In Neville’s excellent debut novel, The Twelve (2009; published in the US asThe Ghosts of Belfast), the protagonist, a former contract killer, is followed by the silent ghosts of those he has killed, urging him towards reprisal on their behalf. The child ghosts of The House of Ashes are a less vengeful, more purely innocent reminder of the terrible cost of a violent inheritance – of patterns of cruelty that come to seem the natural way of things. The unflinching brutality of Neville’s world is part of a moving and compassionate vision of the kind of courage it takes to resist “the wickedness that seeps up through the soil”.
Catriona Ward, The Last House on Needless Street (2021)
Review by Lee Horsley
Catriona Ward’s The Last House on Needless Street is a surreal and fascinating novel. In the opening chapters, it would seem to be about a serial killer, Ted Bannerman, hunted by Dee, a young woman who is convinced he killed her sister when she was six. Ted has locked himself away in a run down, sinister place on the edge of a forest, where memories “lie around the house, in drifts as deep as snow.” Ward’s novel very skilfully creates a dark mixture of child murder and gothic horror, drawing us into a world that is haunted, disturbing and disorienting.
Ted’s mind often returns to the twisted, threatening world of his own childhood:
“Mommy took me to the forest three times. The last time she sent me back alone. Yes, I still feel her under the dark canopy of leaves. She is in the scatter of light across the forest floor. And yes sometimes she’s in the cupboard under the sink. But really, I have been on my own since that day.”
The narrative moves between different narrators, including Dee, whose search for her sister’s murderer leads her to move into the house next door to Ted’s. She waits and watches, hearing mysterious voices and fearing that her own grip on reality has become increasingly tenuous:
“Through it, Dee hears a high, clear voice saying, ‘I don’t want to do algebra.’ There is the low rumble of a male voice. It could be Ted. Dee strains. Her head aches with effort. The stretch of summer air that lies between the houses now seems thick and impenetrable as dough. A young girl begins to sing a song about woodlice. In all her days of watching, Dee has seen no one but Ted come and go.”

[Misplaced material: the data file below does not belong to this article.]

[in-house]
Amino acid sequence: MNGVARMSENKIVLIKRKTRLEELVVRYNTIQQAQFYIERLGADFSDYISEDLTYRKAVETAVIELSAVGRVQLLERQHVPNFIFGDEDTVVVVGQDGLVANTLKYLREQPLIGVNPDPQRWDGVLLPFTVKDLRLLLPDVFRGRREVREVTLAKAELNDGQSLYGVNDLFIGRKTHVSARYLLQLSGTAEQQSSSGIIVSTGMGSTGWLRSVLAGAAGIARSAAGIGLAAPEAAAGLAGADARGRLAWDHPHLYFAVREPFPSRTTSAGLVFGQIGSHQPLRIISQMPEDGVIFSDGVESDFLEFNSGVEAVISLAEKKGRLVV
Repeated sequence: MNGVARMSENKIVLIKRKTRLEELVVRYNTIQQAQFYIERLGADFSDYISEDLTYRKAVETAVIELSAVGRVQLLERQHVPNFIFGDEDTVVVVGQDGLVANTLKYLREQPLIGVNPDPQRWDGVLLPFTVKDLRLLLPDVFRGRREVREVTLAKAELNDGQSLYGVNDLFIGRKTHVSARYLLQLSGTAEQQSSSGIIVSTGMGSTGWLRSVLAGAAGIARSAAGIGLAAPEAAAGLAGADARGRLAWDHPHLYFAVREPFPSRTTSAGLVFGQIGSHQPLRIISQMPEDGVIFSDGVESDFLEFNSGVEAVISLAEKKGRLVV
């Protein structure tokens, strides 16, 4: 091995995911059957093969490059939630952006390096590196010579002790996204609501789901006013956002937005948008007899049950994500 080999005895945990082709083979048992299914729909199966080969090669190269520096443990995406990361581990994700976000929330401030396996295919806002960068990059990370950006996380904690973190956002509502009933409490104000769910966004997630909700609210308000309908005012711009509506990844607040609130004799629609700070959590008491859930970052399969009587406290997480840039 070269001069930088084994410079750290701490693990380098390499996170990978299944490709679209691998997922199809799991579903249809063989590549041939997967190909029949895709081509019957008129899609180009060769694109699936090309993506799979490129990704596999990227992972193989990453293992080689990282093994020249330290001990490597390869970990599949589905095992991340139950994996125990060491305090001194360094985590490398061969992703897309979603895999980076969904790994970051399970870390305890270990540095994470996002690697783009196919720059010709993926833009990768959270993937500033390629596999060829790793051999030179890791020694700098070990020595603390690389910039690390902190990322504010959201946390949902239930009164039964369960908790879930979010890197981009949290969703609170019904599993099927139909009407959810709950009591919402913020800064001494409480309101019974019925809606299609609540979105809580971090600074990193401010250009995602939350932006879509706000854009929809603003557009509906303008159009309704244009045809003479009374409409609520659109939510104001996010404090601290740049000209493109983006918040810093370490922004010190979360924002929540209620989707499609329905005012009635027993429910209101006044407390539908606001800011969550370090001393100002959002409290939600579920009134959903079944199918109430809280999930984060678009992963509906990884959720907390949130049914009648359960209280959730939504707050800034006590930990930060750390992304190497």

Distinctions are blurred between long past crimes and present horrors. As readers, we see things from perspectives that only gradually become comprehensible. Repressed guilts and inner torments are slowly revealed to characters and readers alike, and we share a distressing sense of the sheer strangeness of the world Ted inhabits. Ward’s wonderful, dextrous prose takes us to places so unexpected that we repeatedly pause to re-examine our understanding, and in the process find hidden realities that are both terrifying and touching.
In her ‘Afterward’, Ward says, ”I came to write a book about survival, disguised as a book about horror.” The gothic atmosphere of fear and suspense impels us to read on, but one of the unexpected pleasures of the novel lies in finding its depth of human understanding and compassion.
See more of Crimeculture’s recent reviews below.
Caitlin Mullen, Please See Us (2021)
Mullen’s protagonists, Lily and Clara, are very unlike one another, but both struggling to build new lives for themselves. They are brought together under the extreme pressure of violent events, desperate to work out what has been happening and terrified that they may themselves become victims. Lily reflects, “I was so tired of being afraid. And yet, it seemed that was all this summer was: learning all of the ways that dread could creep into my days.” Read our review of Please See Us.
Inga Vesper, The Long Long Afternoon (2021)
Inga Vesper’s The Long Long Afternoon is a beautifully atmospheric and wholly absorbing crime novel, set in 1950s Santa Monica. Vesper’s title conjures up the placid, unbroken calm of a Californian idyll – a sun-drenched suburban life, where affluent housewives display their domestic accomplishments, their blue pools, their May-green lawns. But – as any reader of Chandler will suspect – we will inevitably discover that underneath this claustrophobic, carefully constructed surface there are hidden lies, transgressions and bloodstains on the kitchen floor. Read our review of The Long Long Afternoon.
Jessica Barry, Don’t Turn Around, 2021
“Wasn’t living under the constant threat of danger just a part of being a woman in this world?” Jessica Barry’s Don’t Turn Around is a gripping, swiftly paced female road novel. Her evocative prose propels us into the lives of two strong, determined women, thrown together on a nightmarish journey, facing dangers that neither of them anticipated. Read our review of Don’t Turn Around.
Throughout 2020, Crimeculture reviewed a selection of the outstanding crime novels we enjoyed during the lockdown.
Crimeculture’s Lockdown Favourites
Jane Harper, The Survivors, 2020
Jane Harper’s The Survivors is an engrossing, suspenseful novel, with strong characters and an intensely realised landscape. It takes place in the tiny, isolated Tasmanian town of Evelyn Bay, sparsely populated except during the tourist season, when holidaymakers outnumber the town’s inhabitants.
Read our review of The Survivors
Agnes Ravatn, The Seven Doors, 2020
Agnes Ravatn’s psychological thriller, The Seven Doors, is a haunting and disturbing exploration of guilt and deception – and of an obstinate determination to expose hidden truths. Ravatn’s subtle, mesmerizing prose draws us into a complex skein of family secrets.
Read our review of The Seven Doors…
Hannelore Cayre, The Godmother (2019)
Hannelore Cayre’s The Godmother (published as La Daronne in France) was one of the unexpected delights of this year’s reading. It began to receive widespread recognition when Cayre – a criminal lawyer as well as a screenwriter and director – won both the European Crime Fiction Prizeand the Grand Prix de Littérature Policière, France’s most prestigious award for crime fiction. Read our review of The Godmother…
Read reviews of more of our Lockdown Favourites: